Dear Obinna

Dear Obinna

Dear Obinna

When I got your note about your wife expecting,I cried – you know how I get very emotional sometimes. What joy I felt,what happiness, but at the same time, I know I won’t be alive that long to see your son.

Your note made me go down memory lane. I remember the day you were born. It was the most beautiful day, I remember hearing your first cry; oh, how I wept. When I set my eyes on you, I forgot everything else. You were the most beautiful child on earth. The pride that filled my heart, I couldn’t help but kiss your mom and thank her.

Ibilola left us when you were just 3 years old, it was the darkest day of my life. I was lost, tired and dejected. What do I do with a toddler? How do I care for you? How do I console you when you cry? Then you started crying for mummy, and I cried with you. How do I tell a 3year old his mother just died? I didn’t know what to do with you but one thing was certain; I wanted to take care of you by myself. I promised myself, and you, not to remarry and that I would live for you. I couldn’t imagine being with another woman. For me, there was only one woman, it would always be Ibilola.

It was very tough at first, juggling you with work. I asked our neighbor to help babysit you after school -you were in kindergarten then- and then I picked you up from her place after work. It went smoothly for a few weeks, until I started seeing sores and scars on your body, and I noticed you were losing weight. I wondered,what has happened to my baby? I asked Iya Lola, the neighbour, and she acted surprised and told me it could be from teachers at school, or the other kids. This continued for a few more weeks until I got home early from work one day and saw you on the floor,dirty and crying hard, while Iya Lola whipped you. I saw red. Her two missing front teeth you always ask me about was the result of my actions that day and I do not regret it.

That incident strengthened my resolve to leave work and start my shoe business. I had little savings I could start with. When I left work it was hard, sometimes I couldn’t get customers. There were days where I fed you garri and biscuit to school, and days I wouldn’t eat for you to eat. But after a while it felt like your chi was tired of garri, so business started booming.

Remember when you were in primary 4? When you came home very sad because of an essay you were asked to write about your parents and their occupation. You told me “how can I write about my parent when I only have a father?”. I remember the tears you shed that day and how I asked you to write it that you had a 2 in 1 parent and he is a shoe maker. That night in bed I cried for Ibilola, I missed her so much.

I’ll never forget your adolescent age,you had lots of questions to ask me. Some I could answer easily, some I couldn’t. I remember the day you took fancy to one girl in your class,you didn’t tell me directly but I knew; call it parental intuition. I knew how you struggled all by yourself to handle her rejection. Do you remember what I told you when I found out you hid her pen and notebook so she would be punished? Always remember anybody can reject you, you don’t get to have what you want all the time and you being mean to her would only drive her farther away from you.

Remember I told you never to forcefully take things that aren’t yours, that love can’t be forced.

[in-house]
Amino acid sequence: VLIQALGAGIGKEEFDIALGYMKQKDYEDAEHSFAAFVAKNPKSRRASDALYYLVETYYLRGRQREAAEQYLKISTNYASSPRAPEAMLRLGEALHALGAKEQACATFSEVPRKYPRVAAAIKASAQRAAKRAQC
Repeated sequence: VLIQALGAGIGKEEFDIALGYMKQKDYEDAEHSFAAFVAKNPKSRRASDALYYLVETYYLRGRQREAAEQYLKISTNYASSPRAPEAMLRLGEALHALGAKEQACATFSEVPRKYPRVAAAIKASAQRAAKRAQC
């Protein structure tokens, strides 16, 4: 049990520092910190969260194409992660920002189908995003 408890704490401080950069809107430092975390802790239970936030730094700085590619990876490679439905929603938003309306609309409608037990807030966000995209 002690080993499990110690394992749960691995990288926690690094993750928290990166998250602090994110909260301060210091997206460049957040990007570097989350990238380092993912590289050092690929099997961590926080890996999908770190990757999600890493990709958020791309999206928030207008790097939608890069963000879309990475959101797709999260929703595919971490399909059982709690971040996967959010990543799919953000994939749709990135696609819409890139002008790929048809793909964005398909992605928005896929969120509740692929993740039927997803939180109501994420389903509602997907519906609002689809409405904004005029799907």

You finished secondary school with the best grades in school and got admitted into the college of your choice, I had never been happier. And I couldn’t help but cry for your mom, because this time, I truly would be all alone. Your college days was when the loneliness became pronounced. I remember the day you came home, reeking of alcohol and weed, I remember the day you came with bruises from a fight. I’m sure you’ll never forget my words to you “these things don’t make a man“. I advised you to live a life worthy of emulation, a life your son would want, and be proud of.

Another memorable day of my life came when you graduated college, you finished with a 2.1. I remember when you got a job too, and the day you left home to be on your own. My own son, Obinna, became a big man. I realized Ibilola never left me throughout this journey ,she was there with you, and in you. I remember when you brought home your wife, my beautiful daughter in law. I remember how we cried together on your wedding day. I hope you still remember all I told you. Always be patient with her, always ask questions, don’t jump to conclusions, love her like it’s the last thing you’ll do. Be the man.

I’ve reached the end of my letter,and I’m sorry if I bored you with the reminisce. But don’t forget to pass on everything I taught you to your son, or daughter. Correct in love and be firm when the need be, teach him that he matters, put him first, be an adult. Show him you’re proud of what you do and also happy to be his father. Teach your kids, when you have more, that failure is part of life, teach them there is nothing like gender roles; every person is equal. Raise them to be full of opinions and tell them their ideas matter. If you do this, their opinion, much like yours, will come from an informed, humane and broad-minded place.

May your child be healthy and happy and fill you with so much happiness, like you did me. May his life be whatever you want it to be.
With love,
your Father

Share this:

Like Love Haha Wow Sad Angry
Did you enjoy this story? Then pay a tip to subscribe to their email list and get premium, exclusive content from them

What do you think?

  1. It’s so sad that zee would not see his grandchild😭
    This is an inspiring write up Ini…. More inspiration sweetheart ❤️💕

Join The Tell! Community

Read, and write on Africa's most creative community for writers, thinkers and storytellers

Get Started 

%d bloggers like this: